What lies beyond belief is very bleak indeed. I had thought myself moderately unshockable, but Nathan Coley’s exhibition at the Pier Arts Centre has put that to the test.
One room, a piece called ‘Unnamed’, consists of gravestones – relatively recent – which have been uprooted, and from which the artist has carefully removed the names of the deceased whom they were to commemorate.
Let’s deconstruct that word – commemorate. To remember together; to hold in the common memory. Gravestones are not graffiti, ephemeral personal messages, of relevance only to those in the same network of taggers or activists. At least, I didn’t think so.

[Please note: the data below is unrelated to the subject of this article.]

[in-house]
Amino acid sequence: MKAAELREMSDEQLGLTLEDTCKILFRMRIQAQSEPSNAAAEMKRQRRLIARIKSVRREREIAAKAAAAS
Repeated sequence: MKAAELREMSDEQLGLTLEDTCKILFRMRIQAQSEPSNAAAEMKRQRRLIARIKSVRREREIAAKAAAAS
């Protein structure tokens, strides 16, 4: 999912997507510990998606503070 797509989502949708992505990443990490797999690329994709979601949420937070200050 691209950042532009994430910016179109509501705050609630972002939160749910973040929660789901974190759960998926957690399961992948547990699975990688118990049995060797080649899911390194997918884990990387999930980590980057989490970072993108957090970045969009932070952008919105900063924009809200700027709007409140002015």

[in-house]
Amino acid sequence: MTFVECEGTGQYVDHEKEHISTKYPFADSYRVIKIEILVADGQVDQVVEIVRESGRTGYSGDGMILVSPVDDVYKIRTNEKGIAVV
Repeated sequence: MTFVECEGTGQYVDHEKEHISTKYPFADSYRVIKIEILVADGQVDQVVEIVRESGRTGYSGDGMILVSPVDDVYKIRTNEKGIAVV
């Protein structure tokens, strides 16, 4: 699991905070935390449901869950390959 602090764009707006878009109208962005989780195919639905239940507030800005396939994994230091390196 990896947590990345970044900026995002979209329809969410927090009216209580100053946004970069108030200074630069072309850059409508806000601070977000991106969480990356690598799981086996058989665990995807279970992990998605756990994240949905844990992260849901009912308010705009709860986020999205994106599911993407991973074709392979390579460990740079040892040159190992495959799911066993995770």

The explanation on the wall of the gallery suggests that removing the names makes these anonymous memorials neutral spaces for recollection – insert your name here and see how it feels.
But what about the people who were buried under these stones? What now lives of them?
When we commemorate the dead, we don’t do so in general – we remember countless individuals, all different, each one unique. On All Souls, many of us in churches will read hundreds of names – each one remembered by name as God knows them by name.
If going beyond belief means going beyond care for those who have died – and especially care for those who have no-one left to remember them personally – then it seems to me we are not only going beyond belief but beyond humanity too.